This bicomponent staple fiber was blended by feeder blending with the staple fiber described in Example I in a ratio of 3 parts of the bicomponent staple to 7 parts of the staple fiber from Example I. The blend of staple fibers was processed through the same system described in Example I. No processing difficulties were encountered. In no case was any of the conventional textile equipment employed in the manufacture described in Example I altered in any way to facilitate the processing of the blend.

A portion of the yarn prepared from the blended fibers was then exposed in a tensionless state to steam at atmospheric pressure for approximately 10 seconds whereupon the yarn developed highly crimped, bulky, elastic structure. The yarn shrinkage was approximately 50 percent.

The yarn prepared in this example was knitted. The knitted product was exposed to boiling water without tension and immediately formed a bulky fabric which possessed significantly improved covering capacity, elasticity and an improved hand. A microscopic examination of the fibers taken from the fabric revealed that the bicomponent portion of the fiber had separated after exposure to hot humid condition into separate and distinct fiber components.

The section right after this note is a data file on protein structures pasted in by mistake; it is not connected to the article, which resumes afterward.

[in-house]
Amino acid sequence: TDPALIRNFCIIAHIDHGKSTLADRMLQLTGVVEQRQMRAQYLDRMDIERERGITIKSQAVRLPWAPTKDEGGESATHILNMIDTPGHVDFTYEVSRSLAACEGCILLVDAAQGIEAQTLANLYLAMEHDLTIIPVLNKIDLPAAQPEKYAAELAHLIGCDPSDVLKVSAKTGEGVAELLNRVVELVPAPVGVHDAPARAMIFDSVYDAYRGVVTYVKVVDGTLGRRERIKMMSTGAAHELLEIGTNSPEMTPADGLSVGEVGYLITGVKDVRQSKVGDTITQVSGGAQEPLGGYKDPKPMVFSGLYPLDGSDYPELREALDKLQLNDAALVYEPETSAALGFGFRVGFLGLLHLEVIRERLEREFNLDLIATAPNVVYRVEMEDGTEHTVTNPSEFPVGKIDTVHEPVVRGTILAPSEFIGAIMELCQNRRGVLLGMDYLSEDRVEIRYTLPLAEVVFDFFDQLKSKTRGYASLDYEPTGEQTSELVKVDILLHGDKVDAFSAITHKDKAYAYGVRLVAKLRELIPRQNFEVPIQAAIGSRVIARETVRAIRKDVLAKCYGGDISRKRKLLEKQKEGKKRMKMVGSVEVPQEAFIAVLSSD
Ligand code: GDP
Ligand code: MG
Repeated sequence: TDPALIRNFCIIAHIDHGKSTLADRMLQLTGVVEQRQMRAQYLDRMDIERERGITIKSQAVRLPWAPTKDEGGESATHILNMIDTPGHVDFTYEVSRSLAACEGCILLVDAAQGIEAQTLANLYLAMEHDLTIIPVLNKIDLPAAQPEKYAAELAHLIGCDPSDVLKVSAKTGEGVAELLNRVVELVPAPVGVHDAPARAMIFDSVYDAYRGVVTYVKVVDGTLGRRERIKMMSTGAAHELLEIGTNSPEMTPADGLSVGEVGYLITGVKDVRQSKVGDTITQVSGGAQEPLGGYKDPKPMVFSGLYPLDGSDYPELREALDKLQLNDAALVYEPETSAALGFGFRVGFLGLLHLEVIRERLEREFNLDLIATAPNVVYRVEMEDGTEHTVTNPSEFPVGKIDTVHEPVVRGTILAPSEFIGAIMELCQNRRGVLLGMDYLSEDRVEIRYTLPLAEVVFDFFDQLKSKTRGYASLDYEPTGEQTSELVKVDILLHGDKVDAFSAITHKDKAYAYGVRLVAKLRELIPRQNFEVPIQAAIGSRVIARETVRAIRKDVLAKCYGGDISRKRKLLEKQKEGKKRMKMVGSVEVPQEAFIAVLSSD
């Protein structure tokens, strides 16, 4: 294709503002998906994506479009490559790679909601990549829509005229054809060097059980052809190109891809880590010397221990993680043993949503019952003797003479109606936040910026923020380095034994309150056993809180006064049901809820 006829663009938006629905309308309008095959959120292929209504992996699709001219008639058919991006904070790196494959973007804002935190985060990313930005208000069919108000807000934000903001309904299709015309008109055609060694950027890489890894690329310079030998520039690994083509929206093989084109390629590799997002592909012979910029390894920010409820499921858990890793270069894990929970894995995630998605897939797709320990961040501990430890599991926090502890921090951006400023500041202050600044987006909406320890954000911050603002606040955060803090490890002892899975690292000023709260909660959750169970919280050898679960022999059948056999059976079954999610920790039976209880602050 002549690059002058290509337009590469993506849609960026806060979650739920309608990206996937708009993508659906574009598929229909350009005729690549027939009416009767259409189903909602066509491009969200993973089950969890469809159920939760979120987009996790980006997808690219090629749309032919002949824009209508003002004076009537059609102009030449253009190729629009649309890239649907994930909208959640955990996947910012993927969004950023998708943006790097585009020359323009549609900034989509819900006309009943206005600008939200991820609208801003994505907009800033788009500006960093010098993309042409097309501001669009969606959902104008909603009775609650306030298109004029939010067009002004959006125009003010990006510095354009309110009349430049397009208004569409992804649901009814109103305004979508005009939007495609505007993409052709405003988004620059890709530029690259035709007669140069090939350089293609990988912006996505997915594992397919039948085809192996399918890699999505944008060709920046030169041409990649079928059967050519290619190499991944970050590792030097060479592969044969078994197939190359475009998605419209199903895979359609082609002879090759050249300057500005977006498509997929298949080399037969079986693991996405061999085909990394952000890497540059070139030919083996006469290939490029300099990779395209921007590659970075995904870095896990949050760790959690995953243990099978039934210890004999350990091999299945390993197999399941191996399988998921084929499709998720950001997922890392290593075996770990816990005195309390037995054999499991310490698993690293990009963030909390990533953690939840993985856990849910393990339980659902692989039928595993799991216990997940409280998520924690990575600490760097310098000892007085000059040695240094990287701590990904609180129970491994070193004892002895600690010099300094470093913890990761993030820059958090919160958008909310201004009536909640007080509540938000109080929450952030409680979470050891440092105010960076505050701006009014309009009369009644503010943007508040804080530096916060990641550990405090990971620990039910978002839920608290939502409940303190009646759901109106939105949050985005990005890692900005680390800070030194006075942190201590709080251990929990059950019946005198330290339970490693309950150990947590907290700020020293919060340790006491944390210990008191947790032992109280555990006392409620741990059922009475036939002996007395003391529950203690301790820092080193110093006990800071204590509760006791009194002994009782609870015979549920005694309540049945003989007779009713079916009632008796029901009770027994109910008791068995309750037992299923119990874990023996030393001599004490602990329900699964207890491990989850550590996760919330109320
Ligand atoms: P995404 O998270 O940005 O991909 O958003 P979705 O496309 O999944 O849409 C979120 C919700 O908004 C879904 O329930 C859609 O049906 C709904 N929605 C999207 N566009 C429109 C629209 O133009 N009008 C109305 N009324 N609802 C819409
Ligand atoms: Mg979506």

It will be recognized by those skilled in the art that the process and products of this invention provide a means for readily incorporating stretch properties into fabrics without difficulty on conventional apparatus.

I claim:

1. An essentially inelastic staple fiber blend comprising,